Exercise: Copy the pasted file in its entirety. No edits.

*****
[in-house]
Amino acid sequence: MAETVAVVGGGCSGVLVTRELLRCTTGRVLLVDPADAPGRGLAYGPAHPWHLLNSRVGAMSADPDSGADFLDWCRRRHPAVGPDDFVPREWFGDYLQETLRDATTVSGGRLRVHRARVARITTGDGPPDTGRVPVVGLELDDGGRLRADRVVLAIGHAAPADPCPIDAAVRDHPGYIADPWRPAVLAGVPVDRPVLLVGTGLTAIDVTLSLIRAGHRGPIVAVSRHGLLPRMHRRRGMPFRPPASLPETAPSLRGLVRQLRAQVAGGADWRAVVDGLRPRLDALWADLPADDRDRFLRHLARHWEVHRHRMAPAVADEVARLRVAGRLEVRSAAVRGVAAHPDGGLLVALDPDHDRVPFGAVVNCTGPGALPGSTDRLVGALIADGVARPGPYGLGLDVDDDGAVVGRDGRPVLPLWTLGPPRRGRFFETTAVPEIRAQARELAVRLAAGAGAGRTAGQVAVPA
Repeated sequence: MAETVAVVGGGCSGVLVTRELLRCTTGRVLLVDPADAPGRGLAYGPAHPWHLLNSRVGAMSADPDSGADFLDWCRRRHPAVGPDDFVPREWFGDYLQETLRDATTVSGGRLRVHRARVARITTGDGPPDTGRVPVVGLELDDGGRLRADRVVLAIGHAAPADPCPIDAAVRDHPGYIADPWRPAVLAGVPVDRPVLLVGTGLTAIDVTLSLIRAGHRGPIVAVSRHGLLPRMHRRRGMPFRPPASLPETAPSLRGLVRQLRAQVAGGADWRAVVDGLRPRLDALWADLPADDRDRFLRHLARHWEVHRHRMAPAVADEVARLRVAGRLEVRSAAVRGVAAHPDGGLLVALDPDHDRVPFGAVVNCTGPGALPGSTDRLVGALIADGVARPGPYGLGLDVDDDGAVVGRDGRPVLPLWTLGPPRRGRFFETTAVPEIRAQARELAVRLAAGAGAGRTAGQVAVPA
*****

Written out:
[in-house]
Amino acid sequence: MAETVAVVGGGCSGVLVTRELLRCTTGRVLLVDPADAPGRGLAYGPAHPWHLLNSRVGAMSADPDSGADFLDWCRRRHPAVGPDDFVPREWFGDYLQETLRDATTVSGGRLRVHRARVARITTGDGPPDTGRVPVVGLELDDGGRLRADRVVLAIGHAAPADPCPIDAAVRDHPGYIADPWRPAVLAGVPVDRPVLLVGTGLTAIDVTLSLIRAGHRGPIVAVSRHGLLPRMHRRRGMPFRPPASLPETAPSLRGLVRQLRAQVAGGADWRAVVDGLRPRLDALWADLPADDRDRFLRHLARHWEVHRHRMAPAVADEVARLRVAGRLEVRSAAVRGVAAHPDGGLLVALDPDHDRVPFGAVVNCTGPGALPGSTDRLVGALIADGVARPGPYGLGLDVDDDGAVVGRDGRPVLPLWTLGPPRRGRFFETTAVPEIRAQARELAVRLAAGAGAGRTAGQVAVPA
Repeated sequence: MAETVAVVGGGCSGVLVTRELLRCTTGRVLLVDPADAPGRGLAYGPAHPWHLLNSRVGAMSADPDSGADFLDWCRRRHPAVGPDDFVPREWFGDYLQETLRDATTVSGGRLRVHRARVARITTGDGPPDTGRVPVVGLELDDGGRLRADRVVLAIGHAAPADPCPIDAAVRDHPGYIADPWRPAVLAGVPVDRPVLLVGTGLTAIDVTLSLIRAGHRGPIVAVSRHGLLPRMHRRRGMPFRPPASLPETAPSLRGLVRQLRAQVAGGADWRAVVDGLRPRLDALWADLPADDRDRFLRHLARHWEVHRHRMAPAVADEVARLRVAGRLEVRSAAVRGVAAHPDGGLLVALDPDHDRVPFGAVVNCTGPGALPGSTDRLVGALIADGVARPGPYGLGLDVDDDGAVVGRDGRPVLPLWTLGPPRRGRFFETTAVPEIRAQARELAVRLAAGAGAGRTAGQVAVPA